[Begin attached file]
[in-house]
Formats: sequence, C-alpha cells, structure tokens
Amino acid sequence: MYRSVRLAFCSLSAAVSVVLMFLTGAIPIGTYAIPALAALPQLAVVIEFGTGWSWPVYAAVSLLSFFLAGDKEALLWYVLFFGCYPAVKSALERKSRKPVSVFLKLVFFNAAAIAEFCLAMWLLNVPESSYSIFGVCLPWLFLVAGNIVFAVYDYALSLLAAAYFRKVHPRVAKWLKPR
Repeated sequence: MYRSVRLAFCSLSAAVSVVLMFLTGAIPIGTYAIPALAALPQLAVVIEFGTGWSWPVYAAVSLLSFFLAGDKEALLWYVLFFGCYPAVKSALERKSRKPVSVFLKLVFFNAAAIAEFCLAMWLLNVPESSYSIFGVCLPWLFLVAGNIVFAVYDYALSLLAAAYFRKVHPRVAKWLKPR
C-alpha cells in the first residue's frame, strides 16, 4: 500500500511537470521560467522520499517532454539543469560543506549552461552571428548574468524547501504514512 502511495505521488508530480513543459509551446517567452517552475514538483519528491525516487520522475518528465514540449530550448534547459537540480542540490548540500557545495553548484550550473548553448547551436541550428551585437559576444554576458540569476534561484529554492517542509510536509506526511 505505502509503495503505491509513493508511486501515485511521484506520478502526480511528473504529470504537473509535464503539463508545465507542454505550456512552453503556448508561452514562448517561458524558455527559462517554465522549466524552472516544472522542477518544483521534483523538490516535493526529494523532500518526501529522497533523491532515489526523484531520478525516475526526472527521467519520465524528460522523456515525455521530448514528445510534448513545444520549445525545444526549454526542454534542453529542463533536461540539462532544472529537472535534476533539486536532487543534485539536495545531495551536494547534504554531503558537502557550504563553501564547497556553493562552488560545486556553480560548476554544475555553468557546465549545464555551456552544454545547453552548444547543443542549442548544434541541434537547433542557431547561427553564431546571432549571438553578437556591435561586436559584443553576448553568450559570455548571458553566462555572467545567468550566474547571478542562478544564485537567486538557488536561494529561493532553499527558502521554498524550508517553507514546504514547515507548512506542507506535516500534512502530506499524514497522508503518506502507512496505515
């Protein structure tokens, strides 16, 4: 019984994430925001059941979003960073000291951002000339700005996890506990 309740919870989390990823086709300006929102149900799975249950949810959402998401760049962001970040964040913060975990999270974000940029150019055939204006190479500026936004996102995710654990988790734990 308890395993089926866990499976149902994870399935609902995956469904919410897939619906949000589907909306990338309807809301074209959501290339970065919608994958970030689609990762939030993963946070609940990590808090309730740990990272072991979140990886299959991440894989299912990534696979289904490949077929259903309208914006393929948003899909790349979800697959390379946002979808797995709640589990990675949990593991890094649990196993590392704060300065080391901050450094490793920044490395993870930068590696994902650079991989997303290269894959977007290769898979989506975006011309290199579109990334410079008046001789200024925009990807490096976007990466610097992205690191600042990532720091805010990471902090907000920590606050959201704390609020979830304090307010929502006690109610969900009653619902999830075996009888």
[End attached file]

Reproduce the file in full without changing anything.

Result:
[in-house]
Formats: sequence, C-alpha cells, structure tokens
Amino acid sequence: MYRSVRLAFCSLSAAVSVVLMFLTGAIPIGTYAIPALAALPQLAVVIEFGTGWSWPVYAAVSLLSFFLAGDKEALLWYVLFFGCYPAVKSALERKSRKPVSVFLKLVFFNAAAIAEFCLAMWLLNVPESSYSIFGVCLPWLFLVAGNIVFAVYDYALSLLAAAYFRKVHPRVAKWLKPR
Repeated sequence: MYRSVRLAFCSLSAAVSVVLMFLTGAIPIGTYAIPALAALPQLAVVIEFGTGWSWPVYAAVSLLSFFLAGDKEALLWYVLFFGCYPAVKSALERKSRKPVSVFLKLVFFNAAAIAEFCLAMWLLNVPESSYSIFGVCLPWLFLVAGNIVFAVYDYALSLLAAAYFRKVHPRVAKWLKPR
C-alpha cells in the first residue's frame, strides 16, 4: 500500500511537470521560467522520499517532454539543469560543506549552461552571428548574468524547501504514512 502511495505521488508530480513543459509551446517567452517552475514538483519528491525516487520522475518528465514540449530550448534547459537540480542540490548540500557545495553548484550550473548553448547551436541550428551585437559576444554576458540569476534561484529554492517542509510536509506526511 505505502509503495503505491509513493508511486501515485511521484506520478502526480511528473504529470504537473509535464503539463508545465507542454505550456512552453503556448508561452514562448517561458524558455527559462517554465522549466524552472516544472522542477518544483521534483523538490516535493526529494523532500518526501529522497533523491532515489526523484531520478525516475526526472527521467519520465524528460522523456515525455521530448514528445510534448513545444520549445525545444526549454526542454534542453529542463533536461540539462532544472529537472535534476533539486536532487543534485539536495545531495551536494547534504554531503558537502557550504563553501564547497556553493562552488560545486556553480560548476554544475555553468557546465549545464555551456552544454545547453552548444547543443542549442548544434541541434537547433542557431547561427553564431546571432549571438553578437556591435561586436559584443553576448553568450559570455548571458553566462555572467545567468550566474547571478542562478544564485537567486538557488536561494529561493532553499527558502521554498524550508517553507514546504514547515507548512506542507506535516500534512502530506499524514497522508503518506502507512496505515
């Protein structure tokens, strides 16, 4: 019984994430925001059941979003960073000291951002000339700005996890506990 309740919870989390990823086709300006929102149900799975249950949810959402998401760049962001970040964040913060975990999270974000940029150019055939204006190479500026936004996102995710654990988790734990 308890395993089926866990499976149902994870399935609902995956469904919410897939619906949000589907909306990338309807809301074209959501290339970065919608994958970030689609990762939030993963946070609940990590808090309730740990990272072991979140990886299959991440894989299912990534696979289904490949077929259903309208914006393929948003899909790349979800697959390379946002979808797995709640589990990675949990593991890094649990196993590392704060300065080391901050450094490793920044490395993870930068590696994902650079991989997303290269894959977007290769898979989506975006011309290199579109990334410079008046001789200024925009990807490096976007990466610097992205690191600042990532720091805010990471902090907000920590606050959201704390609020979830304090307010929502006690109610969900009653619902999830075996009888």